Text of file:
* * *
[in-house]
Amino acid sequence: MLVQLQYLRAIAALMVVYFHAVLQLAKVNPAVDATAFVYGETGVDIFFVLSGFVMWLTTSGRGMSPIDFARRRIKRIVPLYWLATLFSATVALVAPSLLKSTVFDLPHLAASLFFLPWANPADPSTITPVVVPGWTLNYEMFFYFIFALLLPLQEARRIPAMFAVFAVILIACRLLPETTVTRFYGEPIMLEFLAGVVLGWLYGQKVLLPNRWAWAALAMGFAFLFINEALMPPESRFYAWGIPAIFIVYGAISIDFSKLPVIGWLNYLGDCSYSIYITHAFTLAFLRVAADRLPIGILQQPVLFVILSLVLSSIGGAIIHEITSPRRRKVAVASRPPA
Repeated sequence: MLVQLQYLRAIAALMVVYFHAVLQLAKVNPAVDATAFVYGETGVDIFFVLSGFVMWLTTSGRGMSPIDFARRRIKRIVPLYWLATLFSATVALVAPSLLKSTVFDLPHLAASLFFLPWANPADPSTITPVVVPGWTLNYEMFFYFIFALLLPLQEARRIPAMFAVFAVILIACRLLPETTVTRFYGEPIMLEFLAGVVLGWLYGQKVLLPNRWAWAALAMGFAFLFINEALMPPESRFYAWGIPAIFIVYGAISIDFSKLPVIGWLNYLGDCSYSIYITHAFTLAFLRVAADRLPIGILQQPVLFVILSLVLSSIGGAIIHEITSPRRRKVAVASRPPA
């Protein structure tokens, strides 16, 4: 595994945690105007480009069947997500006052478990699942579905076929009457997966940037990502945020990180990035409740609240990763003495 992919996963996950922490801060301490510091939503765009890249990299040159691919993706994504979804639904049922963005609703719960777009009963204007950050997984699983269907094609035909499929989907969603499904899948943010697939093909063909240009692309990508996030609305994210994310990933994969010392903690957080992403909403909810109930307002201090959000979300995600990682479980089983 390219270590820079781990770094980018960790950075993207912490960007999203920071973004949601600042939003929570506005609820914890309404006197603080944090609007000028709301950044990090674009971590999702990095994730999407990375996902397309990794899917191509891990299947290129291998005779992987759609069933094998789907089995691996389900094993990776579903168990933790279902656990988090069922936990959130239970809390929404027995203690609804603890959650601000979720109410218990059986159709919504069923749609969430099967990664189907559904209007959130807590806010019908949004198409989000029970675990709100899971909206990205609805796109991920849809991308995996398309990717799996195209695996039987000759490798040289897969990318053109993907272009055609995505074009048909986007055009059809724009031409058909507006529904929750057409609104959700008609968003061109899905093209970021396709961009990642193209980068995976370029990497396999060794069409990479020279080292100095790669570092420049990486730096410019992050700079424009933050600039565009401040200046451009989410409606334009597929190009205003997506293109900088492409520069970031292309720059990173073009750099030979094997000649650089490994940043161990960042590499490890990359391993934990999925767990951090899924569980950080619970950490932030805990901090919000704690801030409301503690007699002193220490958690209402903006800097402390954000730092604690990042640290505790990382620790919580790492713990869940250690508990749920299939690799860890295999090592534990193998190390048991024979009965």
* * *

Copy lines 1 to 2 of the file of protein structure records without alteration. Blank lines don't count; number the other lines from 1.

[in-house]
Amino acid sequence: MLVQLQYLRAIAALMVVYFHAVLQLAKVNPAVDATAFVYGETGVDIFFVLSGFVMWLTTSGRGMSPIDFARRRIKRIVPLYWLATLFSATVALVAPSLLKSTVFDLPHLAASLFFLPWANPADPSTITPVVVPGWTLNYEMFFYFIFALLLPLQEARRIPAMFAVFAVILIACRLLPETTVTRFYGEPIMLEFLAGVVLGWLYGQKVLLPNRWAWAALAMGFAFLFINEALMPPESRFYAWGIPAIFIVYGAISIDFSKLPVIGWLNYLGDCSYSIYITHAFTLAFLRVAADRLPIGILQQPVLFVILSLVLSSIGGAIIHEITSPRRRKVAVASRPPA